There are other performing ministers. The Minister of Water Resources, Adamu Abubakar, from Jigawa State is a silent achiever who has been assiduously working to reposition the water sector. For those who monitor development within the water sector, there is no doubt about Abubakar’s dogged commitment to raise the bar. The sector is already repositioned with moribund river basin authorities now functioning and major dams being deployed for agricultural purposes.
A general of general in the cabinet, former Chief of Army Staff, Abdulrahman Dambazzau, at the Ministry of Interior is equally doing well. When he was appointed, he proposed an internal security architecture which he argued is needed to strengthen internal security. He is, however, not the Minister of Defence and there is a limit he can push such agenda. Nonetheless, Dambazzau has repositioned Internal Affairs Ministry for optimal performance. Agencies under the ministry are (in the opinion of this writer) functioning more productively (is Ministry of Defence in charge of internal security?).
The Minister of Federal Capital Territory Administration, Muhammed Bello, recorded one major achievement in the ministry: Stoppage of land racketeering through extensive land management reforms. He also changed the negative image of the ministry as the home of corruption. He battled an entrenched cabal, which over a long time perpetrated corrupt enrichment practices within the territory. His critics complain about his extra-caution about spending within the ministry. Others question his strict moral code which they said is not amenable to a multi- religious setting like Abuja. The undeniable fact about Mr Bello is that he represents a new dimension from entrenched corrupt cabal that for long dominated the FCTA.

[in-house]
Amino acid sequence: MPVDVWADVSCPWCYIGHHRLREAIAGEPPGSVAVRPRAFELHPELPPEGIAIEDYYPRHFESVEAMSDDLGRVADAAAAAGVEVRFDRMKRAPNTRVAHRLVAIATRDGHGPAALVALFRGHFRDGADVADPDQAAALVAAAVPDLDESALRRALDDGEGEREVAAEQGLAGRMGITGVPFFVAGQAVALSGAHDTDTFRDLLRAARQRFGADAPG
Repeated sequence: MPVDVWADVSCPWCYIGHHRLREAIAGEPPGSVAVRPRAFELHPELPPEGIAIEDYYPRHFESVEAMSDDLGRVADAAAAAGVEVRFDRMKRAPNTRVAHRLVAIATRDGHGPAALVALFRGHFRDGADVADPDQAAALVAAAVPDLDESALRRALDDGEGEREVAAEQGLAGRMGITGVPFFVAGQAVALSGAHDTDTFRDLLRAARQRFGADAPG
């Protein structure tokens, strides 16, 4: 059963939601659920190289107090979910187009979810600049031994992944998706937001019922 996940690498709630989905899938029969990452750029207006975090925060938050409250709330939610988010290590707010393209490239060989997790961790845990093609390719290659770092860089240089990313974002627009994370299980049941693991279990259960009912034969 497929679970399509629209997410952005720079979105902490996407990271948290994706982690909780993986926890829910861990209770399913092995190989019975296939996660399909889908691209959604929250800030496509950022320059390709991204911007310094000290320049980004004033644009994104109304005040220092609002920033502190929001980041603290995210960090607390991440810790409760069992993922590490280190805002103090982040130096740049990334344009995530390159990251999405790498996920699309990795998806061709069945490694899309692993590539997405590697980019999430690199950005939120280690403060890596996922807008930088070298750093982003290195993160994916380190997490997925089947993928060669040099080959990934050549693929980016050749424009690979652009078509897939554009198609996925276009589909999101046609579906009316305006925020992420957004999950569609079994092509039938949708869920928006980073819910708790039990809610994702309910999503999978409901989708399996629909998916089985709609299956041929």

For the Minister of National Planning, Udoma Udo Udoma, I covered him well enough as a senator in those days. He seemed to have changed from a pushful reformer to a conformist without any revolutionary ideas. Others said he has decided to work in silence and to deliver on records. Many Nigerians will doubt such reasoning. The volume of his exposition as a senator has not been reflected in his performance so far at the Planning ministry.
Two ministries I won’t review are Justice and Petroleum, except to add that Ibe Kachikwu (Minister of State) is a top-flight professional who over-played his hands and got reduced to size. But, he is a performer, except that he has another equally competent hand to work with in person of Maikanti Baru, the Group Managing Director of NNPC. As for the Justice Minister, we need deep justice sector reform, especially under the next level. Malami is an entrenched player within the system. His records are mixed. Every government has the type of justice minister that suits its agenda.
The Minister of Agriculture, Audu Ogbeh, is a minister in his own class. Brilliant, no doubt, but he has largely refused to comprehensively articulate his ideas and present same in a way that is not repulsive to Nigerians. His occasional policy outbursts are piecemeal and mostly presented in manners that rebuke the citizenry. His brilliance, even at that age, has not been combined with needed public diplomacy that is compulsory for successful implementation of public policy.
As the President plots a new cabinet, some ministers will surely be reappointed. Fresh faces will surface. The challenge is how far the President can go to assemble a truly merit-based team, even if they must have political background. Any reward for loyalists should have competency as a strong benchmark. It is also helpful to have a monitoring and evaluation system to ease out failing ministers and encourage performing ones. A bit of target-setting across the sectors can enable a tracking of performance.
A point to note is that political rewards can no longer supersede merit. It is also ludicrous to sponsor incompetent hands on the altar of political considerations. Other paths for compensation can be worked out. Unless the new cabinet is premised on merit, the legacy of the administration may be in jeopardy.
•Rasheed, Publisher of Sahel Standard, writes from Abuja.